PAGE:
High-level musical qualities (such as emotion) are often abstract, subjective, and hard to quantify. Given these difficulties, it is not easy to learn good feature representations with supervised learning techniques, either because of the insufficiency of labels, or the subjectiveness (and hence large variance) in human-annotated labels. In this paper, we present a framework that can learn high-level feature representations with a limited amount of data, by first modelling their corresponding quantifiable low-level attributes. We refer to our proposed framework as Music FaderNets, which is inspired by the fact that low-level attributes can be continuously manipulated by separate "sliding faders" through feature disentanglement and latent regularization techniques. High-level features are then inferred from the low-level representations through semi-supervised clustering using Gaussian Mixture Variational Autoencoders (GM-VAEs). Using arousal as an example of a high-level feature, we show that the "faders" of our model are disentangled and change linearly w.r.t. the modelled low-level attributes of the generated output music. Furthermore, we demonstrate that the model successfully learns the intrinsic relationship between arousal and its corresponding low-level attributes (rhythm and note density), with only 1% of the training set being labelled. Finally, using the learnt high-level feature representations, we explore the application of our framework in style transfer tasks across different arousal states. The effectiveness of this approach is verified through a subjective listening test.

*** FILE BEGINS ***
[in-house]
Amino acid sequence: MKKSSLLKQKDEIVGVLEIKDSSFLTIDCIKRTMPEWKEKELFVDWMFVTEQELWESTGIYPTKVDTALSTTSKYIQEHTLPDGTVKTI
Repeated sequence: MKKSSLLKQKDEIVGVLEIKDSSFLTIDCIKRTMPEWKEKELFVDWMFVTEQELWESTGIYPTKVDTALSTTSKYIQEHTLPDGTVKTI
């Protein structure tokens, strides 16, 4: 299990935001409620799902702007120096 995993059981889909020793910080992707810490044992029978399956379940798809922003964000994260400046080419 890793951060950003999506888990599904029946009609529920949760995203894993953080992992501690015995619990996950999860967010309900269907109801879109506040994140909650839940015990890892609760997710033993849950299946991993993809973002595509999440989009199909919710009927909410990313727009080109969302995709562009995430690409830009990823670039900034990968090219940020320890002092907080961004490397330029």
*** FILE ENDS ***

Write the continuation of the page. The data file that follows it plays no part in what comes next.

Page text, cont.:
Improving controllability or the ability to manipulate one or more attributes of the generated data has become a topic of interest in the context of deep generative models of music. Recent attempts in this direction have relied on learning disentangled representations from data such that the underlying factors of variation are well separated. In this paper, we focus on the relationship between disentanglement and controllability by conducting a systematic study using different supervised disentanglement learning algorithms based on the Variational Auto-Encoder (VAE) architecture. Our experiments show that a high degree of disentanglement can be achieved by using different forms of supervision to train a strong discriminative encoder. However, in the absence of a strong generative decoder, disentanglement does not necessarily imply controllability. The structure of the latent space with respect to the VAE-decoder plays an important role in boosting the ability of a generative model to manipulate different attributes. To this end, we also propose methods and metrics to help evaluate the quality of a latent space with respect to the afforded degree of controllability.